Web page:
New book, The Finance Book offers a practical toolkit for non-finance professionals to understand the language of finance from a business perspective. Authors Stuart Warner and Saieem Hussain tell you what you need to know to quickly get up to speed with core finance concepts.
In the following article Warner and Hussain have put together some tips for SME Today readers to help you determine the health status of your business. SME owners and managers wear many hats including operations, sales/marketing, supply chain management, human resources management and IT amongst others. Finance is one of the disciplines that often loses priority amongst a barrage of competing demands.
A financial focus, however, is often the differentiator between the most successful businesses and the rest. Here are the five questions you should ask yourself to determine if your company is financially healthy.
1) Is your business profitable?
Do you know your real profit? Many SMEs focus on ‘gross’ profit i.e. profit after direct costs. However, indirect costs (or overheads) need to be assessed before ‘net’ profit (after both direct and indirect costs) can be calculated.
Although some overheads are readily known and understood (such as salaries and rent), other overheads are less high profile. For example, ‘depreciation’ (an accounting charge which spreads the cost of capital expenditure, on items such as equipment, over its life) as well as bank interest charges and corporate tax charges should also be taken into account. Only when all costs are understood, can a business know if it is actually profitable or not.
Understanding costs is also important for setting prices. It is not uncommon for SMEs to set prices too low and overestimate profitably due to an underassessment of overheads.
2) Is your business cash positive?
A profitable business is not necessarily the same as a cash positive business. If your business maintains stocks of goods and offers credit terms to customers, there is likely to be a gap between cash flowing out of the business (paying for stocks and other expenses) and cash flowing into the business (from sales). This is called the liquidity gap or working capital cycle. Even service based businesses which do not carry stock (such as a consultancy),
face a liquidity gap as there is often an period of time between starting work on a client project and raising an invoice (termed work-in-progress).
To some extent the time lag between making a sale and collecting cash from the sale can be mitigated by the credit terms received from suppliers, however, for many businesses a gap will still remain, which needs to be financed.
3) Is funding secured?
As a business grows the finance required to maintain the working capital cycle will also grow. A cash positive business may be able to self-finance its own growth, however, most businesses will need external finance to grow. The business may also require capital funding for new assets such as machinery and office furniture.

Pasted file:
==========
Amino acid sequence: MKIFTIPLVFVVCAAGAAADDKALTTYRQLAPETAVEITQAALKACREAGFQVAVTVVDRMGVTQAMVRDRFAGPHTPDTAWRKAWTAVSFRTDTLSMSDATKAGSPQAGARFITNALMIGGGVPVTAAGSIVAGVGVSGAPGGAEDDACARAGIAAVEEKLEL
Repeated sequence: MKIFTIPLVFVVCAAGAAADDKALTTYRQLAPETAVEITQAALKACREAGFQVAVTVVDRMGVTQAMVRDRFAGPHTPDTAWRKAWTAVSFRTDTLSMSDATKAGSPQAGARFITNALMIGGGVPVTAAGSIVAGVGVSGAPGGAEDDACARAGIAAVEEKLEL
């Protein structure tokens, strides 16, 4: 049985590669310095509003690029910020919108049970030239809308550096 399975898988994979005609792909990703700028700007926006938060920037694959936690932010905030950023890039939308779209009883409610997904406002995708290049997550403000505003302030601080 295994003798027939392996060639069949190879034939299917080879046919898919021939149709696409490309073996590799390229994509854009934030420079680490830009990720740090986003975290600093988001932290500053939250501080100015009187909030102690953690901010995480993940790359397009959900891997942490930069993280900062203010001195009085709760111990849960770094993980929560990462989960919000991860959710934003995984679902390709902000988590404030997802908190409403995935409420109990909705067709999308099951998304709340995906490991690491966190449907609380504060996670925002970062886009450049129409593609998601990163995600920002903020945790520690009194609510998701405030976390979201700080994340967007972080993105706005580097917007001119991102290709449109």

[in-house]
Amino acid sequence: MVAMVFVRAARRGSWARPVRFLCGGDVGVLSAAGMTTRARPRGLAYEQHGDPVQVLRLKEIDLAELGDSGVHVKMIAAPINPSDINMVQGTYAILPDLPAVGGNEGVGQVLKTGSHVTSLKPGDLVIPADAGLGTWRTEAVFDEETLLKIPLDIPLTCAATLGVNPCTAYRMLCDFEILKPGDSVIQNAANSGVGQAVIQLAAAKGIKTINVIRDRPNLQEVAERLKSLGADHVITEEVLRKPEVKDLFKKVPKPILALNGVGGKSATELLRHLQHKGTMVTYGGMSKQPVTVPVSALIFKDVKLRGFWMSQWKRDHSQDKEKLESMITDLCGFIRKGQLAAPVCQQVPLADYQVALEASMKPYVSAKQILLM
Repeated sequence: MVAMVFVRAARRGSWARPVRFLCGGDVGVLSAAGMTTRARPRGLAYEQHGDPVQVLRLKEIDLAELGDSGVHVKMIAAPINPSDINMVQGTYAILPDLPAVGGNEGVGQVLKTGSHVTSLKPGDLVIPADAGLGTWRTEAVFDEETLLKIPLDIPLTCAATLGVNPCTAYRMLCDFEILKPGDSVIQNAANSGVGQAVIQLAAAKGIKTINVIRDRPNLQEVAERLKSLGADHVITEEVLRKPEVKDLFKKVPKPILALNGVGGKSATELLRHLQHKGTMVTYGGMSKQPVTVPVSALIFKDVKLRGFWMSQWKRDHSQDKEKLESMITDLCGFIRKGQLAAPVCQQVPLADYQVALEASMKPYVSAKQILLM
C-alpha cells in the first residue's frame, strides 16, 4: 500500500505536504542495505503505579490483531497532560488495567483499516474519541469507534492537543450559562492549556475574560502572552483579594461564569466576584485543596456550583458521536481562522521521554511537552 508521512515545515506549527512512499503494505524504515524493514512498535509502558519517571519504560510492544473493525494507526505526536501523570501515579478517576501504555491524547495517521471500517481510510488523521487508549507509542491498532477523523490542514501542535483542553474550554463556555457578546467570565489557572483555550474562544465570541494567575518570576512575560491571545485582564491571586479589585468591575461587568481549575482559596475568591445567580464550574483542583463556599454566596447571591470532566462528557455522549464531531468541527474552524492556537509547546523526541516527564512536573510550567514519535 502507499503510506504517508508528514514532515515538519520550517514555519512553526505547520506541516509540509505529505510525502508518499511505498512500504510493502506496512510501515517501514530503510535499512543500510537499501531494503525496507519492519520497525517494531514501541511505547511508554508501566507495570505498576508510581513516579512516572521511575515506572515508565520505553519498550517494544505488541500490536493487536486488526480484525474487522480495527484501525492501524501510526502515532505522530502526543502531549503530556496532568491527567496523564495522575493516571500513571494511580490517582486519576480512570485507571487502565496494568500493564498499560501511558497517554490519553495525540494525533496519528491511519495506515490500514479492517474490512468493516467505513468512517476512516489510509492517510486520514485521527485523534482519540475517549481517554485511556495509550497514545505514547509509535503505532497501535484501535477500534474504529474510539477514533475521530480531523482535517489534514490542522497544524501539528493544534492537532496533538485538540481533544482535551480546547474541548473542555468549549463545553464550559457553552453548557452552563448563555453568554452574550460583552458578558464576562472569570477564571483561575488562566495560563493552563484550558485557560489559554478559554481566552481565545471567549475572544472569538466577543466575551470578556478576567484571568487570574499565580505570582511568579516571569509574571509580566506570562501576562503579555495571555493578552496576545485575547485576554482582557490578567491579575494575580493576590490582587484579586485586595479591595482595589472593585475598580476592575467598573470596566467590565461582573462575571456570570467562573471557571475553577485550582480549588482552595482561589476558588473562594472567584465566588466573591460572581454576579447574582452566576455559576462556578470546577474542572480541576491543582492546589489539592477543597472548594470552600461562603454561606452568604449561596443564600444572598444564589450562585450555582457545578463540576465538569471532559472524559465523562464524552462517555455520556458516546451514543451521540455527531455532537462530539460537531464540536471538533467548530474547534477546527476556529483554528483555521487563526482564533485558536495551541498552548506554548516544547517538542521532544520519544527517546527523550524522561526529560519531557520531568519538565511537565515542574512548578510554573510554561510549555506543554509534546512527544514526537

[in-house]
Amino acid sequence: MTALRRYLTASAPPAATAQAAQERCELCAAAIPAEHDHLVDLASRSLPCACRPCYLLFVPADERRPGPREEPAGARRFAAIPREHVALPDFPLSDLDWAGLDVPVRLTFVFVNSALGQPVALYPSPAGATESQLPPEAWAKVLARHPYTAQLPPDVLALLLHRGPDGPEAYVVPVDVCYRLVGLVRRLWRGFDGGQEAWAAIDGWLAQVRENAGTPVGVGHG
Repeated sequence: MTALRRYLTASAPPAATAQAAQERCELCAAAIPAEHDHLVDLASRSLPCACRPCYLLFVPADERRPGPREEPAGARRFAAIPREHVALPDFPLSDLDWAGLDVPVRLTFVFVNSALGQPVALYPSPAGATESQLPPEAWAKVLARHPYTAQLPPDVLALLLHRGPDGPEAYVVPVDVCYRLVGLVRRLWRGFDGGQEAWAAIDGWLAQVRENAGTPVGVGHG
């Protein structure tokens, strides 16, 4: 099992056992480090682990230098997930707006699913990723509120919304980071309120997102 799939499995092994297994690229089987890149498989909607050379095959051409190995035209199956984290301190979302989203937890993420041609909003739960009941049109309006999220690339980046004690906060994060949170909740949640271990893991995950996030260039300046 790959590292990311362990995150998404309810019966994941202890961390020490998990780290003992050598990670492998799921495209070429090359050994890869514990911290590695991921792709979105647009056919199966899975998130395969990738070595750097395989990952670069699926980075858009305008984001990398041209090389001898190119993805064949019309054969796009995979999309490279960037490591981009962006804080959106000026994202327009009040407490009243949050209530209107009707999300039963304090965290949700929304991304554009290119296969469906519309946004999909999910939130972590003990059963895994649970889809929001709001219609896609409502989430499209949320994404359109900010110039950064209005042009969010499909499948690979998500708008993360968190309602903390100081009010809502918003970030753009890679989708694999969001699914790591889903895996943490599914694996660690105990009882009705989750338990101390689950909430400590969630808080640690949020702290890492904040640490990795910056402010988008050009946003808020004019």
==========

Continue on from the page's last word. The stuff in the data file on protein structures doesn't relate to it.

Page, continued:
Debt finance can be a more accessible, flexible and cost effective form of finance than equity.
If the business is seasonal then a flexible form of finance, such as an overdraft, for short term working capital fluctuations, is often most cost effective, as the business only pays interest on finance when it is needed.
4) Does your business generate a return on its investments?
A business is only as successful as the investments it makes, whether in new assets, development projects, a marketing campaign or people. Each investment should be carefully analysed to ensure it generates a positive ROI (return on investment) above the company’s cost of finance.
There are a number of tried and tested investment appraisal techniques which use discounted cashflows (for long term projects) and account for the cost of finance.
5) Does your business produce good quality financial information?
Good quality financial information is critical to making successful decisions on all aspects of a business, whether setting prices, negotiating costs with suppliers, rewarding employees or making capital investments.
A company needs a robust financial system which captures all the activities of the business. A skilled finance team should be able to extract data from the system and turn it into meaningful and useful information. Regular financial reports should include a range of KPIs (key performance indicators) which measure the financial health of the business and provide early warning signals so proactive action can be taken.
About the authors
Stuart Warner and Si Hussain are experts in financial training and consulting, and are the co-authors
of The Finance Book: Understand the numbers even if you’re not a finance professional.